“I use Zoom for work a lot,” Alterman said. “So I was able to think about the different features that Zoom offers” that could be marshalled for Codenames purposes. Screen-sharing would let her show off the grid of cards while still participating in the game herself, and on-screen annotating would let her mark the cards as they were revealed to be red, blue, or neutral.

That left just one thing to figure out: “There’s the little map in Codenames where the clue givers have to see which cards are red and which are blue, but no one else can see that, so I had pictures of those, and I emailed those out to the clue givers at the start of each round,” Alterman said. Well, almost: “I will admit I do not own the game, so I texted my mother and had her send me photos of the cards.” Generous of Mom.

All in all, it was easy. “It certainly did not take any more time than it would to clean my house and put out snacks and get ready to host people in person,” Alterman said.

Anna Brune, who works in sports marketing in Chicago, figured out her own way to play Codenames for her board-game-loving family, which is currently spread out in far-flung locations.

“It was funny because my sister and I had one idea of how to best play it, and my mom had a different one, but we kind of teamed up and got my mom to do it our way,” Brune said.

“The board was at my parents’ house, so my parents would send us a picture of the board, and then my sister and I would both pull it up on our computers and as different words were taken—I used Photoshop, I don’t know what program she used—we would just cross out those tiles so that we could keep up with what was happening.”

Brune said it felt like the real thing: “Even though it was all e- and technology, we still had plenty of times to accuse each other of cheating like we usually do.”

Meanwhile, Melis Akman, an evolutionary biologist in Oakland, California, had yet another method of playing Codenames: This one involved using the website Horsepaste, which is free and lets players use their smartphones to play; is another one that does the same thing for Codenames and other games. The catch there is that each player might want to have two devices—a phone to play on and a computer to video-chat with. It saves the time of having to take pictures and distribute them or annotate anything, but a bit of the aforementioned tactile pleasures might also disappear in the tradeoff.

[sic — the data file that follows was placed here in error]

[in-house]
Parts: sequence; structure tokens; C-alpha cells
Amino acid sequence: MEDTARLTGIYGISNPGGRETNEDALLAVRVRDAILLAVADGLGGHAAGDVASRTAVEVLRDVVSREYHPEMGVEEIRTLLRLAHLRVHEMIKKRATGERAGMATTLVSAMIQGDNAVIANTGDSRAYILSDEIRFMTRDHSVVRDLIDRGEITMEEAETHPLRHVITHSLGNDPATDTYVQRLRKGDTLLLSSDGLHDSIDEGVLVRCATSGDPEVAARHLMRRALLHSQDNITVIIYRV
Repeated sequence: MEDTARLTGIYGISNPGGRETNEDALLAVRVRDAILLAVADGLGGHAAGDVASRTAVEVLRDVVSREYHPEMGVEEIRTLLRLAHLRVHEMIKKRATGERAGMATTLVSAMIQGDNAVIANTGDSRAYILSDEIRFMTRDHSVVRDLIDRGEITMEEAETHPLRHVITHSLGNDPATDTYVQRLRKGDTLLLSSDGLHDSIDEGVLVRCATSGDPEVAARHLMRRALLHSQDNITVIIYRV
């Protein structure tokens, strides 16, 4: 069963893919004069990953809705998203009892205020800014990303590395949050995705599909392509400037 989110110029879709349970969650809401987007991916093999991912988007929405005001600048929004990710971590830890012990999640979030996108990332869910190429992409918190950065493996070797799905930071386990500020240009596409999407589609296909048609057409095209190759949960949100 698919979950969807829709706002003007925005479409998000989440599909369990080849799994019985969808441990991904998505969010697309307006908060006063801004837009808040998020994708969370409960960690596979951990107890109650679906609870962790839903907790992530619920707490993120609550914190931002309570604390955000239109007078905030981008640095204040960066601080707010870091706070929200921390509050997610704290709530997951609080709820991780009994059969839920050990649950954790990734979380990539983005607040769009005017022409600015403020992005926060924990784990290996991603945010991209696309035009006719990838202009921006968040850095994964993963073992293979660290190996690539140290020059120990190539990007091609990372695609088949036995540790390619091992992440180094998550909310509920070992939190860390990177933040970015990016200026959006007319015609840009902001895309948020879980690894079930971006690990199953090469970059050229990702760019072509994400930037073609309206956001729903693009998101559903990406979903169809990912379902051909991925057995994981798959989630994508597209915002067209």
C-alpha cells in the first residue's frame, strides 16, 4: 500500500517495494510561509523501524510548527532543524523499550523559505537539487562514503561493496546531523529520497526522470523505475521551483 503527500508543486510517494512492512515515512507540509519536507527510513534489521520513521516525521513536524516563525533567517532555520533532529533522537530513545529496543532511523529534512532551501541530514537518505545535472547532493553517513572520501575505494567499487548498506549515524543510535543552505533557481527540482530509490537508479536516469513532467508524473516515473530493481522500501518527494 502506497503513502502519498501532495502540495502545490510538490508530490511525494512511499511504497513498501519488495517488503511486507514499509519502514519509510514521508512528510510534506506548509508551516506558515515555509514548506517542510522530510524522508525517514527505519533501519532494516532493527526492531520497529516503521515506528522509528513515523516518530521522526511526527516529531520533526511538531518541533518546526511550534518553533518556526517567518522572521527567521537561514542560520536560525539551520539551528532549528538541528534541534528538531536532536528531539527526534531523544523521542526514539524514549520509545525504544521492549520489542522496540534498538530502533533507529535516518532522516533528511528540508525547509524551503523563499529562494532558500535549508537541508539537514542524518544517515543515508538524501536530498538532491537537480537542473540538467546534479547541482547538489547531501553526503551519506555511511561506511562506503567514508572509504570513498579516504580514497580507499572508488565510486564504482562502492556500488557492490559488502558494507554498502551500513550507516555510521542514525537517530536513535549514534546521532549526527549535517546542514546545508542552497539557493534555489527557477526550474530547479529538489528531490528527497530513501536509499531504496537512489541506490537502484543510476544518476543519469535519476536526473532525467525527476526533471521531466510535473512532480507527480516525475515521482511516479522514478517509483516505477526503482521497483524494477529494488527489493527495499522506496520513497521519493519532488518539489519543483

Akman, for her part, said she hopes to get together with friends to play every other day, or maybe even every day. “I think it’s going to be really helpful for me to stay sane and not lose my mind while staying at home,” she said.

Here are a few other stray tips from the gamers I spoke to:

• “At my work we do a lot of remote work. I have remote teammates. Our best practice is to have everyone open their laptop and have their video on [even when multiple people are in the same place]. It gets you—it depends on what you’re doing, maybe 75 percent to that in-person experience at least for sharing information and reacting in real time and making jokes and all of that.” —Dustin Palmer

• “One of the big things is if you’re the person that has the actual board pieces at your place and everybody else is doing it though the phone or through video chat, let them come up with the system. It seems so simple to you if you have the stuff because you’re there, but to the people that are remoting in, it might be different. Since they’re the ones that are remote, they probably have a better idea. Let them take charge of that.” —Anna Brune

• “If you don’t own many board games or if you’re bored with the games you already have, there is a phenomenon in the board gaming world called ‘print and play.’ If you don’t want to spend the money or you can’t get to a game store to get a copy, you can print these out. Part of the joy of a print-and-play game is you’re actually also making the game. If you’re crafty, this can be a lot of fun.” —Scott Rogers

Thanks to Kebmodee for bringing this to the It’s Interesting community.